At an event last week Ade, Lee and I hosted a discussion about cross-device sign-on, where we covered not only what it was, but why its interesting and how it works. One conclusion we came to was that minimising the number of times your users have to see the sign-in button and make an active choice to sign-in can really help smooth the experience of using an application. However, there are a couple of pitfalls that can mean you don’t feel the benefits from the feature.
What do we mean by cross device sign-in?
Once a third party is involved, authentication is no longer just about exchanging some credentials for a cookie or identifier of some kind. Unfortunately, a lot of the time we do exactly that: treat the sign-in as simply being a replacement for sending a username and password across to the server which can return a cookie. Once the user has a cookie, they are app-identified, and hence can use the site as normal.
The problem is that this approach basically treats auth as a one time deal - once its done, the apps interaction with Google is ended (bar any API calls). What this ignores is that the user consented to grant access to the app, and that consent persists and extends beyond the scope of the app’s session cookie.
In the ‘exchange’ model, if the user signs in on their web browser at work they execute the flow and get a cookie. If they go home and sign in on their personal laptop then the flow starts again: credentials, lookup, cookie. However, in the Google+ Sign-In case, this flow can be short circuited as the user consent is still valid. This means the user has effectively already signed-in on their home machine, and should just be able to go the URL and carry on with what they were doing!
How does this work?
We can’t share cookies between the two machines in the above scenario, but they may well have access to a common third party - the user’s Google account. If the user is in an environment where they have an active session with Google, we should be able to shortcut the sign-in process (if they have previously given consent). Right now, that shortcut works on Android and on the the web. On Android the active session with Google is stored in the AccountManager of the device, and on the web it requires that they are signed in to their Google account in the browser session - which could be for Gmail, YouTube, or any other Google service they are using.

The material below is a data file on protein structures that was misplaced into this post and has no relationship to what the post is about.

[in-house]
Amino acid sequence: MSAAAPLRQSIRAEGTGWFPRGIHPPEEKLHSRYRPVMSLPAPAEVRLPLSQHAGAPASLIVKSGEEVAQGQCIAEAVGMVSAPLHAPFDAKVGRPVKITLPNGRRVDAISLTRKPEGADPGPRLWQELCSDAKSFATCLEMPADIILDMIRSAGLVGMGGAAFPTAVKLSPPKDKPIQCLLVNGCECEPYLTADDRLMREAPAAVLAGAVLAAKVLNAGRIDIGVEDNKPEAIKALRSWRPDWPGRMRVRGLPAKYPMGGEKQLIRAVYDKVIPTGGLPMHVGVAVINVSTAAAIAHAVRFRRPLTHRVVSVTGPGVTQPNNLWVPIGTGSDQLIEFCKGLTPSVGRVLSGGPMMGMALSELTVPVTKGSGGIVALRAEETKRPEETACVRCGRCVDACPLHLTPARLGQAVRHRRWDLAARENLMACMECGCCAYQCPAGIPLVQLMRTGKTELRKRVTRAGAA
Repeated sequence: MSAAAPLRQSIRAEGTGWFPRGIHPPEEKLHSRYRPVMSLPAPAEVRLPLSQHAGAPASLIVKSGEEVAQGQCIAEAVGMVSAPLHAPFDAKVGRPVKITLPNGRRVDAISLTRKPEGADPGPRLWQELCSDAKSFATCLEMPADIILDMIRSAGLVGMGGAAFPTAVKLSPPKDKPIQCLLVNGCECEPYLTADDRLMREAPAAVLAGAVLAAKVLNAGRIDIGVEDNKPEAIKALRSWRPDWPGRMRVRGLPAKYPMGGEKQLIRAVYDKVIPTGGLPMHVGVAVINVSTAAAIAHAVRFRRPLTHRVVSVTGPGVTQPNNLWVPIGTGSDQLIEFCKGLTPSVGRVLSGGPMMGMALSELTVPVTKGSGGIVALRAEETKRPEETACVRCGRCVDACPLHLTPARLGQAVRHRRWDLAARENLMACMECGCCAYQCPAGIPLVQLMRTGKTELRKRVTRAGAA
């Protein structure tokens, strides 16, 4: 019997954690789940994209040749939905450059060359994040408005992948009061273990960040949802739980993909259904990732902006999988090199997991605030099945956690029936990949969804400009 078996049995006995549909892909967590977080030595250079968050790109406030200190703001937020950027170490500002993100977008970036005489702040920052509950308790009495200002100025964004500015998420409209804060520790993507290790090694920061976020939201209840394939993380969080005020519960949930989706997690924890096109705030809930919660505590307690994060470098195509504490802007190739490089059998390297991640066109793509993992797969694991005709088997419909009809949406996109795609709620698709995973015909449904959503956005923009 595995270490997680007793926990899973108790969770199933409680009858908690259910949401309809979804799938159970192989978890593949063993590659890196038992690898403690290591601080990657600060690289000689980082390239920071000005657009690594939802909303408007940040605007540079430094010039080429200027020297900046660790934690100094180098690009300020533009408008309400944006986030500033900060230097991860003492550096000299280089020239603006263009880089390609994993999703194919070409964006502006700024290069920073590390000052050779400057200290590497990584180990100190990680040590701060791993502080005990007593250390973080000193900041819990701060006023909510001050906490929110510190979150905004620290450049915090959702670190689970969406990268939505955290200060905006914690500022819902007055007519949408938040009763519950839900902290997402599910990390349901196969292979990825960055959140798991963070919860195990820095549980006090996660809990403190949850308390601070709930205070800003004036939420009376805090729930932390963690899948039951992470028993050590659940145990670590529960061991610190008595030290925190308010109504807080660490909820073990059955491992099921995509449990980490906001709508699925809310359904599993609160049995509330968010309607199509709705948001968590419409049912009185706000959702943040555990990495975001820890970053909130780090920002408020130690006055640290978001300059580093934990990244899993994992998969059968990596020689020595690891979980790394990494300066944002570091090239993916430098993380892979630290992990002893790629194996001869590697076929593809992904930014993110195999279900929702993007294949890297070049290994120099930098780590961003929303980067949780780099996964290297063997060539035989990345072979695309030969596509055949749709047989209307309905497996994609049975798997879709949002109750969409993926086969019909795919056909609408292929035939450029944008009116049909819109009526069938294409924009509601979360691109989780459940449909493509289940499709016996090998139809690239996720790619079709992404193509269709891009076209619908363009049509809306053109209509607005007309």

The flow in these environments therefore looks a bit different (in the no-app-cookie state):
- Test for existing consent with Google
- If connected, establish an app sessions
- If not connected, present sign-in options as normal
This works even in a multi-sign-in environment where other sign-in options are available. If you want to encourage users to connect other providers, it is easy to give them the option to associate extra profiles with their application account.
How do you implement this
- Make app settings consistent across platforms
- Test for consent anywhere the user can enter the site or app
- Handle the callback
Each of these points can be the source of a problem.
Using the Google+ SDKs.
On both platforms, there are other options for sign-in. These include redirect based OAuth 2.0, using
GoogleAuthUtil or a web-based sign-in on Android. In general, the best approach is to use the Google+ SDK functionality directly.
On Android, the
PlusClient should be connected in the activity’s
onStart, which triggers the sign-in test as soon as the activity is started. If the user is not signed in, the
ConnectionResult is just stored for later error resolution.
On the web, defining page level configuration in meta tags means the sign-in test will be triggered as soon as plusone.js/platform.js is loaded. The callback will be triggered whether or not the user is signed in, where you can easily test for the current state.
Consistent App Settings
Primarily this is ensuring that you are asking for the same OAuth 2.0 scopes everywhere. This should include the plus.login scope used for Google+ Sign-In. Its important to make sure requested scopes match in all environments. If they don’t, the user will have to consent again for the variations. This can be quite subtle - in at least one case I know of an app was asking for the ability to manage contacts on the web, but on Android just the ability to view contacts. Its also possible to miss scopes between different buttons in a web environment if not using page level config - particularly in easily overlooked places, such as interactive posts.